This section is from "The Horticulturist, And Journal Of Rural Art And Rural Taste", by P. Barry, A. J. Downing, J. Jay Smith, Peter B. Mead, F. W. Woodward, Henry T. Williams. Also available from Amazon: Horticulturist and Journal of Rural Art and Rural Taste.
We received early in December a specimen squash from J. J. H. Gregory, of Mar-blehead, Mass., which has been named The Marblehead. Mr. Gregory finds from his tests, that "it has a more flinty shell than the Hubbard, is of a different color and shape, being flatter on the stem end. It has a greater specific gravity; it combines sweetness and dryness more, and keeps longer than the Hubbard. A capital characteristic is its purity, being perfectly free from any admixture with any other sort. In size and yield it resembles the Hubbard." Mr. Gregory, in a letter to us, states that since he introduced the Hubbard, he has tested scores of varieties, sent him from every quarter of the globe, and all the United States, and of them all has found but one other besides this, worthy of an extensive introduction, or addition to our standard sorts. It is remarkable, especially for its purity, being the purest squash he ever grew.
The specimen we received was examined, and fully justifies the description of Mr. Gregory, and we advise its introduction.
A Squash was on view at Chicago the other day, weighing 192½ lbs!
However small the garden may be, a portion ought to be occupied by one or more of the various forms of this desirable vegetable.
The Squash family, as a kitchen edible, is originally from Astracan and the Levant, notwithstanding which, our climate is well adapted for it, and we have now, on our Western Continent, perhaps as great a variety as are to be found in any part of the world. The primitive types from which these varieties have ema-nated, are some three species of Cucurbitae, viz: C. mehpepo, C. verrucosa, and C. oviferu - a genus nearly allied to the melon. The requisite culture is of the simplest character, for they will thrive in almost any kind of soil, excepting an undrained swamp bottom, and may be had fit for use, from the same garden, nine months of the year. In order to obtain this, however, different sorts will have to be employed, as explained below, the best only being noticed.
This is one of the earliest and most hardy kinds, of bushy habit. Fruit, shaped somewhat similar to the shallow pans used for baking pies in; rind, cream colored; flesh, white and tender, but wanting in flavor. Sown in a slight hotbed or the greenhouse in March, and transplanted out in May, or when the danger of frost is past, it will be ready for use early in July, in this neighborhood (lat. 40°). Three plants are enough for six feet square of ground. For the general out-door sowing, in the middle of May, drop five or six seeds in a spot and at the aforesaid distances, cover two inches, and thin out, when fairly up, to three in each hill.
Of similar habit; fruit, long, green-striped; flesh, more solid, and of better flavor than the above, hut not so early a bearer. It may be treated in the same way in all respects.
This is a very beautiful looking Squash; when pare, it is white in color, and shaped like a Bell Pear, with the neck curled over to one side. It is serviceable for summer and fall use, and may be planted the same as the last, only differing as to distance, requiring the hills of plants to be eight feet asunder.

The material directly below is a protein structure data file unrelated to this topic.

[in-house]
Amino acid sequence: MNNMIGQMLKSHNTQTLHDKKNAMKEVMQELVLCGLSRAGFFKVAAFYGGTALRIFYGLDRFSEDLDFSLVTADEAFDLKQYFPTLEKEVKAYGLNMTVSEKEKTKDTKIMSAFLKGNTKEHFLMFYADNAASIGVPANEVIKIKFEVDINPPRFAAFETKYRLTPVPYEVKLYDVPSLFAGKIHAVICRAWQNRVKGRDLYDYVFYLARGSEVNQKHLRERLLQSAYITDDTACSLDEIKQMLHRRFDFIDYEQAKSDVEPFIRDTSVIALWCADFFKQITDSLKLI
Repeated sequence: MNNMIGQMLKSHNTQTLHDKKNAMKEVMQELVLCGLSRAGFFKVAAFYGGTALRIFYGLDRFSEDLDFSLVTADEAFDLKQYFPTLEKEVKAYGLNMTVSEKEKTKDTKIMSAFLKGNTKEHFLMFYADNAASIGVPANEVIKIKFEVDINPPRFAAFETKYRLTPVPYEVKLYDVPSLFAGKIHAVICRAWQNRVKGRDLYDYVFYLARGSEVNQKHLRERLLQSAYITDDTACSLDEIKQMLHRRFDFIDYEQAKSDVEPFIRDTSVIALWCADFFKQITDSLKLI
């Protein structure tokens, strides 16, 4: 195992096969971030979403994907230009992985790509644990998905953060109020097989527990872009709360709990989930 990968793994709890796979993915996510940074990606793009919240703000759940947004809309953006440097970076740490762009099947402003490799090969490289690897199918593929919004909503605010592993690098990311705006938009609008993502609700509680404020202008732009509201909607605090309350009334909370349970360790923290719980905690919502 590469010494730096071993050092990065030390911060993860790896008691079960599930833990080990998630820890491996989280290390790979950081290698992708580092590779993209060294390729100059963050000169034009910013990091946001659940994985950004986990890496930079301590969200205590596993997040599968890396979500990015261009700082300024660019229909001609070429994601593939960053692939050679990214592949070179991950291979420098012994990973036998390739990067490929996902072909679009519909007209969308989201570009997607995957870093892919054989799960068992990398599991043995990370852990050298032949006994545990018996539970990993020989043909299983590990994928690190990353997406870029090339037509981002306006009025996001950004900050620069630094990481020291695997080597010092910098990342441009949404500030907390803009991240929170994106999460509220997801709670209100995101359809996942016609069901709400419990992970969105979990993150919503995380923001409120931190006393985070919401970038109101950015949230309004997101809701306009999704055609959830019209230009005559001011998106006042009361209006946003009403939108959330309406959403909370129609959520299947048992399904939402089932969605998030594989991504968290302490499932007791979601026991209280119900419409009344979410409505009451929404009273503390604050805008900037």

The flesh of this variety is more watery and pulpy than any other, and some persons prefer it on this account; the flavor, also, is peculiar to itself, being something of a turnip minus the pungency. Fruit, creamy yellow, oblong, and of good size. Plant the same as the last.
One of the very best for winter keeping, and of the finest flavor. Frnit, orange colored, irregularly oval, weighing from eight to twelve pounds; flesh, solid, orange yellow, sweet, and nutty. This Squash is far preferable to the pumpkin in the making of pies. Being a great grower, two plants are enough for a hill, each of which ought to be ten feet apart; even at this distance, in good ground, the yield is enormous.
Cocoa-Nut is similar in habit and quality to the Boston Marrow, but does not fruit so freely.
A good winter sort, of large size, bat not so fine as the Boston Marrow. The three latter varieties may be sown amongst the earliest crop of sweet corn, or between the drills of early potatoes. In this way a saving of ground is secured, and as the previous crop is away before the vines have progressed far in length, the yield of Squash is very slightly injured. These sorts, also, may be preserved good until April of the next year, provided they be perfectly ripe, and gathered before any frost has touched them. House them on a dry day, lay on a dry floor, separate from each other, and in a room where the thermometer never sinks below 40°. When piled in a heap, on kept in a damp atmosphere, they are sure to decay, while the reverse will be the case if the above advice be taken.
The good or bad cooking of a Squash makes so much difference, that it may be delicious to the taste of the epicure, or unpalatable to any animal excepting a hog; and there are some cooks who manage other things tolerably well, but yet fail in this. To remedy this evil where it does exist, the following recipe is appended, which, if followed, will serve up a dish of Squash in the best order: -
Cut into square pieces; after cutting off the rind, put these into a pan of cold water. Boil until quite soft. According to the greater solidity of each sort, so will the required time of boiling be comparatively longer. Strain through a clean towel until all the superfluous water is drained out, for on this, in a great measure, the quality depends. Beat up with a tablespoonful of untainted butter, and a little pepper and salt to taste. Serve whilst hot.